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The MSc in Bioengineering provides education and training to the next generation of biomedical engineers. Bioengineering is defined as the application of the principles of engineering to advancements in healthcare and medicine. Read more
The MSc in Bioengineering provides education and training to the next generation of biomedical engineers. Bioengineering is defined as the application of the principles of engineering to advancements in healthcare and medicine. Some of the most exciting work in biomedical engineering today takes place at the intersection of disciplines where the biological, physical and digital worlds intersect and have an impact on the human condition.

Students of the MSc in Bioengineering in Trinity College Dublin take lectures from experts in a variety of biomedical engineering subjects and carry out research in world class, state of the art research laboratories and facilities.

Students of the MSc in Bioengineering have the opportunity to specialise in one of three key research themes - neural engineering, tissue engineering and medical device design.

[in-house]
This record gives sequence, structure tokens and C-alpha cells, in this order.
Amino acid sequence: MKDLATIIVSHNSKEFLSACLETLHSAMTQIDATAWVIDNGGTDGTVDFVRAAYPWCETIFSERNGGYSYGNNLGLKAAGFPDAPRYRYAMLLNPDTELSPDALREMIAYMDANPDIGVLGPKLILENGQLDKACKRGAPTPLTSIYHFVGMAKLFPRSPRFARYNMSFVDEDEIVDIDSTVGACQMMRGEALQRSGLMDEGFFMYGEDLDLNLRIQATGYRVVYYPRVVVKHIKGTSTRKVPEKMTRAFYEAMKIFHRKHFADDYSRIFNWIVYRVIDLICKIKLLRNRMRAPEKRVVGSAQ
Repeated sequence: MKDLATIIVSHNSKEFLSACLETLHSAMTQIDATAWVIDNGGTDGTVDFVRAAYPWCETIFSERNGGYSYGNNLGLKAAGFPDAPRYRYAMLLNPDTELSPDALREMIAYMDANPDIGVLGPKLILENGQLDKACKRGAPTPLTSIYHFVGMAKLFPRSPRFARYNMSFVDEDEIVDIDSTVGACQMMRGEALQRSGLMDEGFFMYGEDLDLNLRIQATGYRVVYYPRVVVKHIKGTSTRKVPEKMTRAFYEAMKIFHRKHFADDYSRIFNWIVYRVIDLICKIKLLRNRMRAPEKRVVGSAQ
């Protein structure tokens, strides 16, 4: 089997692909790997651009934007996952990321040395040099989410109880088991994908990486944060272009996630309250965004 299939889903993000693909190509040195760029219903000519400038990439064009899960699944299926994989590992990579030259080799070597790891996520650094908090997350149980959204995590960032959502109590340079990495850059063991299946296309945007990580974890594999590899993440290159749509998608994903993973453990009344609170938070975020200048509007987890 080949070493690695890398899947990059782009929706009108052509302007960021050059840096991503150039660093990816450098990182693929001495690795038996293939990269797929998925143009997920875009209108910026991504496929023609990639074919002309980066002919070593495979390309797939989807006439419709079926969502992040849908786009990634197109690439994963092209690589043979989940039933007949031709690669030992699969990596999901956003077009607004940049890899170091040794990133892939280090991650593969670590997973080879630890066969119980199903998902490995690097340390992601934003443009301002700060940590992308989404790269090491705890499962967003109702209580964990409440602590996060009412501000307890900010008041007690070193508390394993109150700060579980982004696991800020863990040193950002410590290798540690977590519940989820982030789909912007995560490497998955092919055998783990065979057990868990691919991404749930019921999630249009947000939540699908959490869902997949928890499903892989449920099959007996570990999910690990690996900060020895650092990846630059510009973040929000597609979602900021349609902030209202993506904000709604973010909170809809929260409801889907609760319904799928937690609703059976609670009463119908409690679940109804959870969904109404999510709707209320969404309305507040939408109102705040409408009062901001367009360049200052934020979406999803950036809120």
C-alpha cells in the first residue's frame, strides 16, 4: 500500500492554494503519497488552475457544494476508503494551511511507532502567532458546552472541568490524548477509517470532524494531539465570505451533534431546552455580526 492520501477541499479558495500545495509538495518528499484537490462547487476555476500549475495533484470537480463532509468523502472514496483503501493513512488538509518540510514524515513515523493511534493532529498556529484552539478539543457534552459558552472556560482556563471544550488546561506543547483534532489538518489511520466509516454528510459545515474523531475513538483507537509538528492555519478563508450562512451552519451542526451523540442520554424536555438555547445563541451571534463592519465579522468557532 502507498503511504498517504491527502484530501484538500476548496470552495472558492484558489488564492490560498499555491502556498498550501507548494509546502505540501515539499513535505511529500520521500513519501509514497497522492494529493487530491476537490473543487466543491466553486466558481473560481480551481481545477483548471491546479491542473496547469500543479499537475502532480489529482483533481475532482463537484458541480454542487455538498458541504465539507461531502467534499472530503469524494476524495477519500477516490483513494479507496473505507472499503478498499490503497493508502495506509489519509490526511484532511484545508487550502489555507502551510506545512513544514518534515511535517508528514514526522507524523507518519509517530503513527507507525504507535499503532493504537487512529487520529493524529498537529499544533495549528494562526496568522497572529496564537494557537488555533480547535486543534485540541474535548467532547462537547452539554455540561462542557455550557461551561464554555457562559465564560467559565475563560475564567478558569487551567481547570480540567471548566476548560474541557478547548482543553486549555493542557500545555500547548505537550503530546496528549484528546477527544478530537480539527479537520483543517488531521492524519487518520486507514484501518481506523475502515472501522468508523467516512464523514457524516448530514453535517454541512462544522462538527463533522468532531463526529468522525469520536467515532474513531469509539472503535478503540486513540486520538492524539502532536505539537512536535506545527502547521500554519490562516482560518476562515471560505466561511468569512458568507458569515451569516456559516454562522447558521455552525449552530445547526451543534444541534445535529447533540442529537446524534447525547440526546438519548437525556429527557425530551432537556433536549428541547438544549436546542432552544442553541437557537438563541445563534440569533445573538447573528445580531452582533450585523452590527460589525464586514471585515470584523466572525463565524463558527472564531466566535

The MSc in Bioengineering with specialisation in Neural Engineering aims to provide students with the education needed to undertake neural engineering in research and clinical environments. Students receive a focused education on the key subjects of neural engineering such as Neural Signal Analysis, Implantable Neural Systems and Neuroimaging Technologies. Neural engineering has generated considerable scientific and clinical opportunities, not only for the development of interfaces between the brain and computers but also for its mostly untapped potential to help understand neurological disorders such as Parkinson's Disease or psychiatric disorders such as schizophrenia.

The MSc in Bioengineering with specialisation in Medical Device Design is designed to bring together clinicians, researchers and the medical device industry to produce new solutions for clinical needs. The field of medical device research is a fast moving area which can offer students a rewarding career in the global medical device market. Students will gain a specific education of the key topics in medical device design process and a knowledge of medical device regulation.

The MSc in Bioengineering with specialisation in Tissue Engineering provides students with an understanding of stem cells, animal/human cell culture processes, and strategies to regenerate or repair damaged tissues. This exiting multidisciplinary field of research holds significant potential in the treatment of many diseases and disorders.

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We want our students to make important discoveries in the world of biomedical engineering. This MSc will help you develop the skills to break down complex problems and develop the solutions needed by patients and wanted by industry. Read more